Abri Pataud, in the Dordogne valley of central France, is a cave with an important Upper Paleolithic sequence, with fourteen separate human occupations lasting beginning with the early Aurignacian through the early Solutrean.
Excellently excavated in the 1950s and 1960s by Hallam Movius, Abri Pataud's levels contain much evidence for Upper Paleolithic art work.
Probably the most famous Upper Paleolithic site in the world is Lascaux Cave, a rockshelter in the Dordogne Valley of France with fabulous cave paintings, painted between 15,000 and 17,000 years ago.
Altamira Cave is known as the Sistine Chapel of Paleolithic Art, because of its huge, numerous wall paintings.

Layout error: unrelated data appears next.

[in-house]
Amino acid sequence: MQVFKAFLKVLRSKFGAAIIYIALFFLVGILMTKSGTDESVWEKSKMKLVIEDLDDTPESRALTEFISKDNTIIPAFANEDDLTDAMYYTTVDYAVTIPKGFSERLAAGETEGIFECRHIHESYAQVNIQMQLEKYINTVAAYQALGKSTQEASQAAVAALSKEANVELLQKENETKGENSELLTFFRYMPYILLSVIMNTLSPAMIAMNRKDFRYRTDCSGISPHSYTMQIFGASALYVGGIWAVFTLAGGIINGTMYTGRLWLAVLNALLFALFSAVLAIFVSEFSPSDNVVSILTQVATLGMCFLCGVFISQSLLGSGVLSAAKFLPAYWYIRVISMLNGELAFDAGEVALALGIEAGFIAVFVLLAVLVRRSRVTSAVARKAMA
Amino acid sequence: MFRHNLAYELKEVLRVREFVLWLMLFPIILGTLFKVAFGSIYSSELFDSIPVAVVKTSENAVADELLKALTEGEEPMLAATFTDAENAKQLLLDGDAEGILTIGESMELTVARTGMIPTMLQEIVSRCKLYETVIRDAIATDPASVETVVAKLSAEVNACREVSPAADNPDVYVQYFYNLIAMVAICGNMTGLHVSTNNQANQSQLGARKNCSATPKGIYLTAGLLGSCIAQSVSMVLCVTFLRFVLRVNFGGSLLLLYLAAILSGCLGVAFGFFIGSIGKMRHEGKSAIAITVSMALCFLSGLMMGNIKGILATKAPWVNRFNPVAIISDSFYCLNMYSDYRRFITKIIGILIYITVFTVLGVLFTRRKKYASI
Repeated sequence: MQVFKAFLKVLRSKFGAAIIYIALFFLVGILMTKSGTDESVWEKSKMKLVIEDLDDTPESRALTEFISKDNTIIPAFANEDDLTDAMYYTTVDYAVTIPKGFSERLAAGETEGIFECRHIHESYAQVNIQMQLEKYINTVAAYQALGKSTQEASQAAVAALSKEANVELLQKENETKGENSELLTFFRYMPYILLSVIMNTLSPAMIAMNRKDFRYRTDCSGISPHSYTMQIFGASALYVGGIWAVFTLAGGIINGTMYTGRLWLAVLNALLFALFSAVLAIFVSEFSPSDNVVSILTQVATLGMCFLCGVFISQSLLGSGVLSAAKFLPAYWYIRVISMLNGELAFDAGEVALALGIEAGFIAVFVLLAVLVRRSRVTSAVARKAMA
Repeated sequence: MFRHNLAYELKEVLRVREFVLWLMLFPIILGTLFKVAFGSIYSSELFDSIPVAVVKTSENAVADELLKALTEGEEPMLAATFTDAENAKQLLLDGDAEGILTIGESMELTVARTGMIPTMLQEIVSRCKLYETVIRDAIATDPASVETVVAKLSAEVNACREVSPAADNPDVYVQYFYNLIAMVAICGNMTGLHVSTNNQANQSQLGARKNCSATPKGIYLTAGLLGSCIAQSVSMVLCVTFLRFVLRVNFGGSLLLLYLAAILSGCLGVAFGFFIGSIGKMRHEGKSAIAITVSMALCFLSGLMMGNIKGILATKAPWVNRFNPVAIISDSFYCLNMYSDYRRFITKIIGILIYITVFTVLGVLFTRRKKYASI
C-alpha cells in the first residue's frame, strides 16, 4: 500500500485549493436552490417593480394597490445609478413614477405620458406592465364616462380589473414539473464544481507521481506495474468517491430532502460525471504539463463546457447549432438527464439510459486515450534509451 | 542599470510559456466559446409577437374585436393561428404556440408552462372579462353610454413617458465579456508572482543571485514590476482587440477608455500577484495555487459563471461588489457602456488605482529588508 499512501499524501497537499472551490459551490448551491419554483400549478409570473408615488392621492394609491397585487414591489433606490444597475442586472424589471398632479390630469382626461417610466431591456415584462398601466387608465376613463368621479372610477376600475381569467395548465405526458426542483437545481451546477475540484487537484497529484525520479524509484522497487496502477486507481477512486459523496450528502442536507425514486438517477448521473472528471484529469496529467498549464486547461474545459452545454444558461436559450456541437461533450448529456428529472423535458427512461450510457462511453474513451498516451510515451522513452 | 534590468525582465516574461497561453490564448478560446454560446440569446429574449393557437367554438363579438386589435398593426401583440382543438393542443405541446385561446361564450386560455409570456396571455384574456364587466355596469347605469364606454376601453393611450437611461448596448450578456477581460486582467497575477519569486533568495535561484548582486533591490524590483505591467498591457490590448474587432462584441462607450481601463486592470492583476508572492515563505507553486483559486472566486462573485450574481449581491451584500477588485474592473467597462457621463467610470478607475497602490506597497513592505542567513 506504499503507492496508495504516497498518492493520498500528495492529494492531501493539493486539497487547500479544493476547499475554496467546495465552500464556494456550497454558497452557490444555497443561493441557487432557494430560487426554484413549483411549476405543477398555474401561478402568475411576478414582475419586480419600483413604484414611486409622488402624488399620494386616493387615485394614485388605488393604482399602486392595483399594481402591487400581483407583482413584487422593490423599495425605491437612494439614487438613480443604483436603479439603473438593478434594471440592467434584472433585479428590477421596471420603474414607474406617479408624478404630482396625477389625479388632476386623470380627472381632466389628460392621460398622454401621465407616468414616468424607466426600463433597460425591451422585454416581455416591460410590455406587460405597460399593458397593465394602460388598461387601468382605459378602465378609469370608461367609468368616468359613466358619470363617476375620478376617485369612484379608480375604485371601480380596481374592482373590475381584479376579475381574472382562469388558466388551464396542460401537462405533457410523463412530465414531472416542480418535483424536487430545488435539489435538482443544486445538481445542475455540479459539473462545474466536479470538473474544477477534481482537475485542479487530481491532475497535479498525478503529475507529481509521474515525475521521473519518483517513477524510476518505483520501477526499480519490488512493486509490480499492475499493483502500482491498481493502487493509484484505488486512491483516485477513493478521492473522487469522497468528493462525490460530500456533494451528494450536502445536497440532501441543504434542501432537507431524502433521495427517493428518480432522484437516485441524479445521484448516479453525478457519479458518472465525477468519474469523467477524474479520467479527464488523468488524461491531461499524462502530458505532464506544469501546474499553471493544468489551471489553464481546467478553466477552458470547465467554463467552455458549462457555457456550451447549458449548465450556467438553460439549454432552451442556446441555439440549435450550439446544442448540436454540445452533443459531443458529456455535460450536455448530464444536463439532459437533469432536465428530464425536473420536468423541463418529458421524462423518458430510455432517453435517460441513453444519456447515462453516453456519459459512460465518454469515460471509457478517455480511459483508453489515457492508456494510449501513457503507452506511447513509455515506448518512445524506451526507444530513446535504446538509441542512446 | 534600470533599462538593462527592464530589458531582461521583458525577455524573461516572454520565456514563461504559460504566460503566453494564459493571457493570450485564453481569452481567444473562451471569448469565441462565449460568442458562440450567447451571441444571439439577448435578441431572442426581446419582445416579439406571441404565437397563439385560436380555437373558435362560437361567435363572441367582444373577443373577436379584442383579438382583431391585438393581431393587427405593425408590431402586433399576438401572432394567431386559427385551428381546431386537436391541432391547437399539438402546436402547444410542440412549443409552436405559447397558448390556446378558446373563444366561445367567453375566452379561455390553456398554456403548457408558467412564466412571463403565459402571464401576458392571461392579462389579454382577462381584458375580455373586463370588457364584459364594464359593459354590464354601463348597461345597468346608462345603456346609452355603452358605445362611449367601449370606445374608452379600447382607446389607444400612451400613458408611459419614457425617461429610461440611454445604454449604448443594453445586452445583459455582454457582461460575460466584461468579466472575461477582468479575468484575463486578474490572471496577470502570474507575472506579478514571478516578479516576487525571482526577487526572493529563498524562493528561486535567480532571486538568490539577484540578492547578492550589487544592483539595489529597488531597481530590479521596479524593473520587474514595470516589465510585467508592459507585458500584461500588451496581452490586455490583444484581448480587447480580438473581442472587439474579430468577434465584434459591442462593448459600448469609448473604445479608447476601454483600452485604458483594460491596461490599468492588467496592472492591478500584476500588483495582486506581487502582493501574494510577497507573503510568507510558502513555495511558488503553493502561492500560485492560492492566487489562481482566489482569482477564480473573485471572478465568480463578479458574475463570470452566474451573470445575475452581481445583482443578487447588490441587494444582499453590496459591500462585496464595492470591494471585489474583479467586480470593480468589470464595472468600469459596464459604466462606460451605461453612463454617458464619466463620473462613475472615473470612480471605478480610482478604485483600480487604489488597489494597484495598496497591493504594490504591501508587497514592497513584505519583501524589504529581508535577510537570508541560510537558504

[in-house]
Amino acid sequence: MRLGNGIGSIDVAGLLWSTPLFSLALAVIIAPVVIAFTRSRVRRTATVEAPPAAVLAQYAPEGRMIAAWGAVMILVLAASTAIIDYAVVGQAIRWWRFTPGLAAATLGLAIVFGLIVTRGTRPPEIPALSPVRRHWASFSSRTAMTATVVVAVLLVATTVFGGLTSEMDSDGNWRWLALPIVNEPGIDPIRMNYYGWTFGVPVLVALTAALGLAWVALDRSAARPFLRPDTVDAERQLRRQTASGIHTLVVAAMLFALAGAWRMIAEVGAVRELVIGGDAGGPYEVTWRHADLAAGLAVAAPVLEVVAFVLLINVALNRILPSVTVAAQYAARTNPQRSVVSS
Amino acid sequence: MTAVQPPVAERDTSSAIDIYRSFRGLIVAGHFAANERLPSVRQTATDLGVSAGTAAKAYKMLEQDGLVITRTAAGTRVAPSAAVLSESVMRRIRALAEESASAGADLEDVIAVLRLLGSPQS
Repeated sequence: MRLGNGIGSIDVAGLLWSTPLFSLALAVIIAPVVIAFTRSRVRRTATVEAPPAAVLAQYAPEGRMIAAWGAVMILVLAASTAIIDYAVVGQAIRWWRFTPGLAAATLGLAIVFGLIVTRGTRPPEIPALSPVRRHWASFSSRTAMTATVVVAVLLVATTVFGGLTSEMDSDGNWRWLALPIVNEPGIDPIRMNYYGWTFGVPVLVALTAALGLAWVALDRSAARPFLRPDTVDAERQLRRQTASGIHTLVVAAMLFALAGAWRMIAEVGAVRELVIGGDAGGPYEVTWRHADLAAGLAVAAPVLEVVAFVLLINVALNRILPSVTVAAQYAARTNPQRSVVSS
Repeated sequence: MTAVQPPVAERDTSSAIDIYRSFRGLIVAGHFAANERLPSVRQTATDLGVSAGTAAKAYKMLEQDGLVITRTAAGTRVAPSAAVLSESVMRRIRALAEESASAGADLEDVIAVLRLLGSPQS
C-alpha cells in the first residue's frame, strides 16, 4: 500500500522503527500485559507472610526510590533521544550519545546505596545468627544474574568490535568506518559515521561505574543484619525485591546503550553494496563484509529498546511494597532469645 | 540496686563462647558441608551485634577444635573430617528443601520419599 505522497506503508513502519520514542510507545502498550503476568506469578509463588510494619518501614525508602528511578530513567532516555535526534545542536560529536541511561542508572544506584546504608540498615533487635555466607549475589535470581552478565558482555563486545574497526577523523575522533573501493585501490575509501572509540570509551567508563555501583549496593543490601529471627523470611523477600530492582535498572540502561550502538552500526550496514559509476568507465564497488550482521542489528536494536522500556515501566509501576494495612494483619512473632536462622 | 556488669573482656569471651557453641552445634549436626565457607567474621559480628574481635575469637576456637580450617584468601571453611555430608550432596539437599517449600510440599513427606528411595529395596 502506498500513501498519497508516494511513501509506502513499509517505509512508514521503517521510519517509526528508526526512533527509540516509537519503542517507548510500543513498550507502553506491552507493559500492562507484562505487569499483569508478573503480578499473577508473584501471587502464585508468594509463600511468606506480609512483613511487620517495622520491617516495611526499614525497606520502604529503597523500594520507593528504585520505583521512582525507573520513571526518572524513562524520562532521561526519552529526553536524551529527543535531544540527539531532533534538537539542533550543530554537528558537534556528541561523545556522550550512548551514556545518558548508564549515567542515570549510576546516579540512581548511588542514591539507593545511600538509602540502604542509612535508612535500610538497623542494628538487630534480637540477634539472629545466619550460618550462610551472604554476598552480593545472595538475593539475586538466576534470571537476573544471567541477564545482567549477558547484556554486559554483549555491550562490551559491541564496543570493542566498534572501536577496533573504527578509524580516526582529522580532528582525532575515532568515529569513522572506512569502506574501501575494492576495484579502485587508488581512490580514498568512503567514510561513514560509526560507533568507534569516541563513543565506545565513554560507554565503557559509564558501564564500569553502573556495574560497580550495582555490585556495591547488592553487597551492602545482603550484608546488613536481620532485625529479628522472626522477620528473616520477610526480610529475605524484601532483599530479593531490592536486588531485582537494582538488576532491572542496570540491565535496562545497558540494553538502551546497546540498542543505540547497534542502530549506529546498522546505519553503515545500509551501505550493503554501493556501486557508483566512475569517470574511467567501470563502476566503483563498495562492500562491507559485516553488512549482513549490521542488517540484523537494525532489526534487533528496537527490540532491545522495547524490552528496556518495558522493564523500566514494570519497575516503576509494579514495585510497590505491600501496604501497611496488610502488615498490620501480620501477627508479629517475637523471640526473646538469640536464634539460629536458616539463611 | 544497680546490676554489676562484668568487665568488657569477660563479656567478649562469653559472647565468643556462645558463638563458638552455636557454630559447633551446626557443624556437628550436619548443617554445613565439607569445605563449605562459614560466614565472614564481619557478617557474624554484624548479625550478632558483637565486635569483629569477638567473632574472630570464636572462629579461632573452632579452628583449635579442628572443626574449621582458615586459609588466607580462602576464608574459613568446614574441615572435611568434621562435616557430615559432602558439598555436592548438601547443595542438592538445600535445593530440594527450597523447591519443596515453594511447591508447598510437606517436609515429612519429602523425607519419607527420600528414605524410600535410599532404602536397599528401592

The cave is located in northern Spain, near the village of Antillana del Mar in Cantabria More » The site of Arene Candide is a large cave located on the Ligurian coast of Italy near Savona.
The site includes eight hearths, and the intentional burial of an adolescent male with a large number of grave goods, nicknamed "Il Principe" (The Prince), dated to the Upper Paleolithic (Gravettian) period.
Bilancino is an Upper Paleolithic (Gravettian) open air site located in the Mugallo region of central Italy, which appears to have been occupied during the summer near a marsh or wetland some 25,000 years ago.
The Upper Paleolithic period in Europe (40,000-20,000 years ago) was a time of great change, with a blossoming of human capabilities and a huge increase in the number of sites and the size and complexity of those sites. Abri Castanet is a rockshelter located in the Vallon des Roches of the Dordogne region in France.